# BSP NP-Completeness

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Heya :) I've seen numerous references all over the web that optimal BSP tree creation is an NP-complete problem. That is great, but none of the references that I've browsed through actually make a reference to any specific paper or result that proves this. Can somebody please point me at a paper, article, etc that actually has a discussion on the matter? (I've run into a few references to other articles that state that BSPs are NP-complete, but they don't make any specific mention of where this is proven...) thanks!

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I can't prove it for you, but it's simple to see the problem:

Building a bsp tree from a polygon soup involves splitting the set in two halves using one of the polygons as an infinite plane. Technically, you could go one step further and argue that the set should be split in two, using a plane that might be part of the input set, but also might be some other plane. The problem is finding the 'best' plane.

'Best' can be defined in several ways: It could be the plane that results in an equal number of polygons on either side, but you might also add to the equation the total amount of polygons after splitting, as splitting will probably result in more polygons. And then there is balancing.

That's where the NP-completeness comes in: Theoretically, you have to evaluate *each* possible plane, not just for the current level, but all the way down to the termination criterium to evaluate it's 'cost' (which could be defined in terms of balancing and total number of primitives stored in the leaves). Even for a small set of input polygons, this is completely infeasible.

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I understand the problem; the issue is that your description just proves that the problem is solved in non-polynomial time, not that it is also NP-complete. At least to my knowledge. :)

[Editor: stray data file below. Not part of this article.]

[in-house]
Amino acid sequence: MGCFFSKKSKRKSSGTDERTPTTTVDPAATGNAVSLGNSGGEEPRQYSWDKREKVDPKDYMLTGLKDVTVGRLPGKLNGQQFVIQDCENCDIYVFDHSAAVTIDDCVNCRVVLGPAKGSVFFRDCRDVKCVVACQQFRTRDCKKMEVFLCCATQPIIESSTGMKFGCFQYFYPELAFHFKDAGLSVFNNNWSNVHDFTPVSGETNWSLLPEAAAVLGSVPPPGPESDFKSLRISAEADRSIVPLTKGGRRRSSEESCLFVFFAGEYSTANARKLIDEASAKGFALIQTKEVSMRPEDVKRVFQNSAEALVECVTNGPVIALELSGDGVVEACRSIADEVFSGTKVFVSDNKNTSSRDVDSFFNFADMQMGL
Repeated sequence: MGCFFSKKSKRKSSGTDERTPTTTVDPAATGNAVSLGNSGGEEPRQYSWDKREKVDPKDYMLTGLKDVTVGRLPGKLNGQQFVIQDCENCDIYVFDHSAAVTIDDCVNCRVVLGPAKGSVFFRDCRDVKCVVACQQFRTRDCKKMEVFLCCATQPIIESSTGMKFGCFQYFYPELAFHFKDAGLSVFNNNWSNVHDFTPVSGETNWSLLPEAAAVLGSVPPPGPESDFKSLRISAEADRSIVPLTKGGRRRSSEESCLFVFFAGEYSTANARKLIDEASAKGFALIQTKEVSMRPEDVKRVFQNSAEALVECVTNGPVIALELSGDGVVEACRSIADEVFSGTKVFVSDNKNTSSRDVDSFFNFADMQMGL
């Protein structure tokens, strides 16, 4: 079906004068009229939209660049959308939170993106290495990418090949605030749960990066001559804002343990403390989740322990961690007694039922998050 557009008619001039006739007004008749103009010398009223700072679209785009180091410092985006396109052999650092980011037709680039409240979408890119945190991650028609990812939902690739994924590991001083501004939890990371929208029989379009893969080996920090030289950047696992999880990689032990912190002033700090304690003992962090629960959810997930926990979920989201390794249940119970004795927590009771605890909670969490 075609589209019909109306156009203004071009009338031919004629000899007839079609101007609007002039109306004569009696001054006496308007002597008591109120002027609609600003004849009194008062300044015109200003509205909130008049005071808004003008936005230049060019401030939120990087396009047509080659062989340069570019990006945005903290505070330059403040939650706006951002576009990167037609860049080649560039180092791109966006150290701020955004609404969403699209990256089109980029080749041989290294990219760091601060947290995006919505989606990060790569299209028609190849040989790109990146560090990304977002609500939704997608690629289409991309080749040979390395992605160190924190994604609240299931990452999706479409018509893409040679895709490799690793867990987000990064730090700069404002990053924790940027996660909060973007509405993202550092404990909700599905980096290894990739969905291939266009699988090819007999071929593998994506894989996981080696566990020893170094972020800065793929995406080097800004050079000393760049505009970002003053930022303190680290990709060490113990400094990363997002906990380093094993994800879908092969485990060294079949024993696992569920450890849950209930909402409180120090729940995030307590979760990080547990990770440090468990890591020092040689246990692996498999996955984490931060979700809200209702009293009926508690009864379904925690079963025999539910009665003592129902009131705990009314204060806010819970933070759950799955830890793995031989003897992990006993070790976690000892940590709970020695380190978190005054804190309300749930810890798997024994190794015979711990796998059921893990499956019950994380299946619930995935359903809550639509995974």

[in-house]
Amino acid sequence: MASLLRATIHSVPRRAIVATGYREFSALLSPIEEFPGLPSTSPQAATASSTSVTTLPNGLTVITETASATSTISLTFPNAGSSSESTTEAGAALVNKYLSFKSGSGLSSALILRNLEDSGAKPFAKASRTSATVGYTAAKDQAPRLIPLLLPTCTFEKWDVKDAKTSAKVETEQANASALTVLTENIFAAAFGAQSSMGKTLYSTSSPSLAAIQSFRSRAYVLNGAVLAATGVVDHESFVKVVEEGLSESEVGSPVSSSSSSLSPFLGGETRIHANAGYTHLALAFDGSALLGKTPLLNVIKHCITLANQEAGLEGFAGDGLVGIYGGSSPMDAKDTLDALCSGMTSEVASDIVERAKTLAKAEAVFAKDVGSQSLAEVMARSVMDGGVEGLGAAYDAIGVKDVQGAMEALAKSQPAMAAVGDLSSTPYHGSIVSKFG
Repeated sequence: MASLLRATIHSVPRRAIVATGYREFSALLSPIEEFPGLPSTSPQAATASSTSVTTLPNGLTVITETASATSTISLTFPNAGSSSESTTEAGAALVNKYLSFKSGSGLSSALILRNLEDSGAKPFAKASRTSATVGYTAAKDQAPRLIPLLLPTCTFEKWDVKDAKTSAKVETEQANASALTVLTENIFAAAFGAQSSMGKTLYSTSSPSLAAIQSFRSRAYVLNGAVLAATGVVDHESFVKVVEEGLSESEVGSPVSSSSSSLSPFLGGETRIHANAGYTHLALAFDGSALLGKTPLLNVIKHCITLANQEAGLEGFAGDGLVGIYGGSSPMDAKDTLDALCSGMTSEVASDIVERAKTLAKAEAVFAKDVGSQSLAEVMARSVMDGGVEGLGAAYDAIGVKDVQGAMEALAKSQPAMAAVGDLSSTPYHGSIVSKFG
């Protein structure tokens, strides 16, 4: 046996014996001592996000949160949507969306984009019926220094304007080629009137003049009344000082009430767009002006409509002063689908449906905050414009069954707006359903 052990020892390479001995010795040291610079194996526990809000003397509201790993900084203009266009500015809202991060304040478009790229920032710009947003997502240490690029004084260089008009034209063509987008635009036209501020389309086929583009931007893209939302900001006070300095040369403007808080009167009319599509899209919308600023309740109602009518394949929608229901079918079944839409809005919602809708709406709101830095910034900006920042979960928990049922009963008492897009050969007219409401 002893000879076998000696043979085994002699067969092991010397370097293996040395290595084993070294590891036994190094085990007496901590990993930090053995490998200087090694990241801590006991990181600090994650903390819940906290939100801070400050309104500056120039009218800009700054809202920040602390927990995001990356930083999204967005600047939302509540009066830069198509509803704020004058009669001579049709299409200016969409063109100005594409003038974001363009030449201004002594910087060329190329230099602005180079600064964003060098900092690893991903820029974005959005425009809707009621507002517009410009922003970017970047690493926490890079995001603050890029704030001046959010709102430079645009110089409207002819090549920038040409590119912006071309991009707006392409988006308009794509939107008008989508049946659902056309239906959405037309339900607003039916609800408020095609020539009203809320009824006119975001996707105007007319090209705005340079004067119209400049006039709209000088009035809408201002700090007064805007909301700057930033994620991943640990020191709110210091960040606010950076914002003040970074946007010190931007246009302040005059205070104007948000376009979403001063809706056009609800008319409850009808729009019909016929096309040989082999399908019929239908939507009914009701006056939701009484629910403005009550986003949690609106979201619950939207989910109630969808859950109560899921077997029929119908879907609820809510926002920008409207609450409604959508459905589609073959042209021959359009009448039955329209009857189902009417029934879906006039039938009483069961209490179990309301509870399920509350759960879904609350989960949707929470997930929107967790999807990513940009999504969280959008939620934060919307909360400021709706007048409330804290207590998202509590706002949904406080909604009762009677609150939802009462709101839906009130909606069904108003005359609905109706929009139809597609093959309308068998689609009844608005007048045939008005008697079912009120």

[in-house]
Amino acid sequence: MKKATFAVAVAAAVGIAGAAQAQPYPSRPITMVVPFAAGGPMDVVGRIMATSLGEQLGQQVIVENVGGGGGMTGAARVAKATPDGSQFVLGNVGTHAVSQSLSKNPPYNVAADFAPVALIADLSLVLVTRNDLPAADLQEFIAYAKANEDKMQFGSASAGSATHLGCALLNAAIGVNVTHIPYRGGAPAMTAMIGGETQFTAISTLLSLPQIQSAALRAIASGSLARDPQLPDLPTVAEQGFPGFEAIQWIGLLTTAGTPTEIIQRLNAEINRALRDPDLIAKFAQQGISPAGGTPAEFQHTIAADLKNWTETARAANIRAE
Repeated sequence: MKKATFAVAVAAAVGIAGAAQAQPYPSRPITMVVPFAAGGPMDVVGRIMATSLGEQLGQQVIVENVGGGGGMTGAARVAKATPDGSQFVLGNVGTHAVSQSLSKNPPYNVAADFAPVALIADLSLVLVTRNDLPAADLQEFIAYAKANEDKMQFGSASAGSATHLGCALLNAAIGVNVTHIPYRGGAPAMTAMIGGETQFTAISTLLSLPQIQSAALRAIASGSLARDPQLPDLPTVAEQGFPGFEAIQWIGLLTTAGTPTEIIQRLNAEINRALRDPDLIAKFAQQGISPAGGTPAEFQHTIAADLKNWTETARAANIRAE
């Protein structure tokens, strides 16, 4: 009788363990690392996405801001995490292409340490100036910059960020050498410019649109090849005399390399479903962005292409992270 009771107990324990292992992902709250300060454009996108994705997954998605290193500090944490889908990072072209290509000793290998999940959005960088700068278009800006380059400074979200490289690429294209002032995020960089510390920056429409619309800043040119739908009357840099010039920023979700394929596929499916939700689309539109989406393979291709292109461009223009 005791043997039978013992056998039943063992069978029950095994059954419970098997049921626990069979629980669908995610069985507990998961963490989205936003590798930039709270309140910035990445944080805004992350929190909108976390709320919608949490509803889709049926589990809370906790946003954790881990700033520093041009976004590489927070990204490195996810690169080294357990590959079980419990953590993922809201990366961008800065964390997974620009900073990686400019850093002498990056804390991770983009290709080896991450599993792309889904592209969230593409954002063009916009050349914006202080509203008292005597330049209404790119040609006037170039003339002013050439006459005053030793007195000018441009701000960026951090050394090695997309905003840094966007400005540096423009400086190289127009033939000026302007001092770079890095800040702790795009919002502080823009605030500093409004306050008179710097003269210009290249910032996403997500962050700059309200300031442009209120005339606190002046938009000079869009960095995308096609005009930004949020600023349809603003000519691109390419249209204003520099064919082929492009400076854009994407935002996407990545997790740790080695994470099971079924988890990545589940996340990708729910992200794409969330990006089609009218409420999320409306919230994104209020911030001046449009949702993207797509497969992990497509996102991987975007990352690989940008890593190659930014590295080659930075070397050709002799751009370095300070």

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Yeah I feared that you would be better at math terminology than I am, so I refrained from analysing the big O, luckily. :)

I looked up 'NP-completeness' on Wikipedia, and found a tidbit on the related 'P and NP classes':

"the class NP consists of all those decision problems whose positive solutions can be verified in polynomial time given the right information."

If I understand this correctly, than the problem with BSP trees is that the parameters for a perfect tree are undefined, i.e. how should the cost of tree balance compare to the cost of splitted polygons. Even worse; the optimal multipliers could be different per tree level. That would indeed make tree construction NP-complete.

Better?

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Quote:
 Original post by LoreKeeperI understand the problem; the issue is that your description just proves that the problem is solved in non-polynomial time, not that it is also NP-complete. At least to my knowledge. :)

Ah, very interresting. So you want a way to reduce an NP-complete problem to optimal BSP tree creation? I'll have to think about that... My guess is that some of the partitioning algorithms will do the trick. The data in the BSP probably has to be positioned so it is never split (points will probably do).

As for what optimal means, I'd say it's minimal tree depth.

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LtJax

yea, the complication of splitting unfortunately has to remain as part of the problem (I think at least).

It isn't that I want to find a way to do it - as (according to online articles) the NP-completeness has already been proven. The problem is that I cannot find a single absolute reference that actually does the proof. :(

phantomus

NP-completeness goes beyond the basic classification of P vs NP - an NP-complete problem is such, that if you can proof that it cannot be solved in P time (or proof that it can be solved in P time) then ALL problems in NP are not (or are) solvable in P time.

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Quote:
 Original post by LoreKeeperLtJaxyea, the complication of splitting unfortunately has to remain as part of the problem (I think at least).It isn't that I want to find a way to do it - as (according to online articles) the NP-completeness has already been proven. The problem is that I cannot find a single absolute reference that actually does the proof. :(

nah, you can safely discard complexity (in this case the splitting) if you can still solve other NP-complete problems with it.
but you're right that the proof seems to be kinda hard to find. I've searched for a while now too and come up with nothing. so since that doesn't seem to be all popular and revolutional, I thought we might be able to figure out a proof by ourselves.
I'm pretty sure the path of enlightment only requires to use point BSPs and that the key is that optimal BSPs roughly half their point count each layer..

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